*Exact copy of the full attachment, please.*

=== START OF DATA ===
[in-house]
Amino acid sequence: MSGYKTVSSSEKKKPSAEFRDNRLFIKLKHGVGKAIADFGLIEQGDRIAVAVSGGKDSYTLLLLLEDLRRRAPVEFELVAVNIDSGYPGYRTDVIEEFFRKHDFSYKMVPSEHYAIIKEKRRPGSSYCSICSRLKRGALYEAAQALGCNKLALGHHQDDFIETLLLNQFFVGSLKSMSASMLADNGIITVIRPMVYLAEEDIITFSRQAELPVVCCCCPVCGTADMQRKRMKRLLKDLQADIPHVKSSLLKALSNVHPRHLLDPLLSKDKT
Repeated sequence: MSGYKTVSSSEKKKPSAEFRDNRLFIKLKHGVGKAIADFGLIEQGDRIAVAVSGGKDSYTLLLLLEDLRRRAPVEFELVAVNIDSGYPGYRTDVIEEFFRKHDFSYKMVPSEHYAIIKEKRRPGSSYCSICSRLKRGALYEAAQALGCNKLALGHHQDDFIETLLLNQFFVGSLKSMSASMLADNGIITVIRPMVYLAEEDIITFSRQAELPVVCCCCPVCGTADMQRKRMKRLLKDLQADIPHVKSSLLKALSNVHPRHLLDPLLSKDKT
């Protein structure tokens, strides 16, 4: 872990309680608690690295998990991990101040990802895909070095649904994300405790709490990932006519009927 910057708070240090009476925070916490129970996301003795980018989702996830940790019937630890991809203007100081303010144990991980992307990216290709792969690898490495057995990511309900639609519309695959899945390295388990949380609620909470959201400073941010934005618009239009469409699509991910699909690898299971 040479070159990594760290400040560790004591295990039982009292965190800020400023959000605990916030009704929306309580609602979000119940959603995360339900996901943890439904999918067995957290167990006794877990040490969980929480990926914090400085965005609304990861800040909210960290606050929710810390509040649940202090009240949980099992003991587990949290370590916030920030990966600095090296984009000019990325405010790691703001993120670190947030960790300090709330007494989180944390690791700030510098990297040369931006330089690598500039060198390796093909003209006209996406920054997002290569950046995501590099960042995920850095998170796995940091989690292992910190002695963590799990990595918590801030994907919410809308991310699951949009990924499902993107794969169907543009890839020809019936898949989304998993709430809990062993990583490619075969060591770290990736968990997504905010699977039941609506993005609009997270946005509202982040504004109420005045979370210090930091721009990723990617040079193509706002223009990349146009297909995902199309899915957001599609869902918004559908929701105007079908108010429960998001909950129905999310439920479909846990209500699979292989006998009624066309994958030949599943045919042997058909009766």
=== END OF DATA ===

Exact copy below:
[in-house]
Amino acid sequence: MSGYKTVSSSEKKKPSAEFRDNRLFIKLKHGVGKAIADFGLIEQGDRIAVAVSGGKDSYTLLLLLEDLRRRAPVEFELVAVNIDSGYPGYRTDVIEEFFRKHDFSYKMVPSEHYAIIKEKRRPGSSYCSICSRLKRGALYEAAQALGCNKLALGHHQDDFIETLLLNQFFVGSLKSMSASMLADNGIITVIRPMVYLAEEDIITFSRQAELPVVCCCCPVCGTADMQRKRMKRLLKDLQADIPHVKSSLLKALSNVHPRHLLDPLLSKDKT
Repeated sequence: MSGYKTVSSSEKKKPSAEFRDNRLFIKLKHGVGKAIADFGLIEQGDRIAVAVSGGKDSYTLLLLLEDLRRRAPVEFELVAVNIDSGYPGYRTDVIEEFFRKHDFSYKMVPSEHYAIIKEKRRPGSSYCSICSRLKRGALYEAAQALGCNKLALGHHQDDFIETLLLNQFFVGSLKSMSASMLADNGIITVIRPMVYLAEEDIITFSRQAELPVVCCCCPVCGTADMQRKRMKRLLKDLQADIPHVKSSLLKALSNVHPRHLLDPLLSKDKT
């Protein structure tokens, strides 16, 4: 872990309680608690690295998990991990101040990802895909070095649904994300405790709490990932006519009927 910057708070240090009476925070916490129970996301003795980018989702996830940790019937630890991809203007100081303010144990991980992307990216290709792969690898490495057995990511309900639609519309695959899945390295388990949380609620909470959201400073941010934005618009239009469409699509991910699909690898299971 040479070159990594760290400040560790004591295990039982009292965190800020400023959000605990916030009704929306309580609602979000119940959603995360339900996901943890439904999918067995957290167990006794877990040490969980929480990926914090400085965005609304990861800040909210960290606050929710810390509040649940202090009240949980099992003991587990949290370590916030920030990966600095090296984009000019990325405010790691703001993120670190947030960790300090709330007494989180944390690791700030510098990297040369931006330089690598500039060198390796093909003209006209996406920054997002290569950046995501590099960042995920850095998170796995940091989690292992910190002695963590799990990595918590801030994907919410809308991310699951949009990924499902993107794969169907543009890839020809019936898949989304998993709430809990062993990583490619075969060591770290990736968990997504905010699977039941609506993005609009997270946005509202982040504004109420005045979370210090930091721009990723990617040079193509706002223009990349146009297909995902199309899915957001599609869902918004559908929701105007079908108010429960998001909950129905999310439920479909846990209500699979292989006998009624066309994958030949599943045919042997058909009766």